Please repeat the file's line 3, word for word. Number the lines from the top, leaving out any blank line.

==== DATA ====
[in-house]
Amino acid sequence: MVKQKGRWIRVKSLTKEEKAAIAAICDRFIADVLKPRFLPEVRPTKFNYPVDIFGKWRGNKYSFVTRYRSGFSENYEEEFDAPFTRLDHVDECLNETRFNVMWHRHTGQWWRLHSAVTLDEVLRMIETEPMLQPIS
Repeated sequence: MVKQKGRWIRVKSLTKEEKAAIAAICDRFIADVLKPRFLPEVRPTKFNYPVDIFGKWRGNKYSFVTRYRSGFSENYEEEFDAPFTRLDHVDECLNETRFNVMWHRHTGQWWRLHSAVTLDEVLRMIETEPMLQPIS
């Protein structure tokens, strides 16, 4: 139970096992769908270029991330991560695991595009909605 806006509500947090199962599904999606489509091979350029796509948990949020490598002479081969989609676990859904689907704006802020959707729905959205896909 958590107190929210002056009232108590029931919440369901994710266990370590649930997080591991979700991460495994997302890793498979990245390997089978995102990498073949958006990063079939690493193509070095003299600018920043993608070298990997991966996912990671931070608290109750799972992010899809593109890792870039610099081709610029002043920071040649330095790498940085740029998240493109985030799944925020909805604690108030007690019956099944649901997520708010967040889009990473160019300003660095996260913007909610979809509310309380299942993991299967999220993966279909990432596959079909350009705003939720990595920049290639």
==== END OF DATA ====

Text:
Repeated sequence: MVKQKGRWIRVKSLTKEEKAAIAAICDRFIADVLKPRFLPEVRPTKFNYPVDIFGKWRGNKYSFVTRYRSGFSENYEEEFDAPFTRLDHVDECLNETRFNVMWHRHTGQWWRLHSAVTLDEVLRMIETEPMLQPIS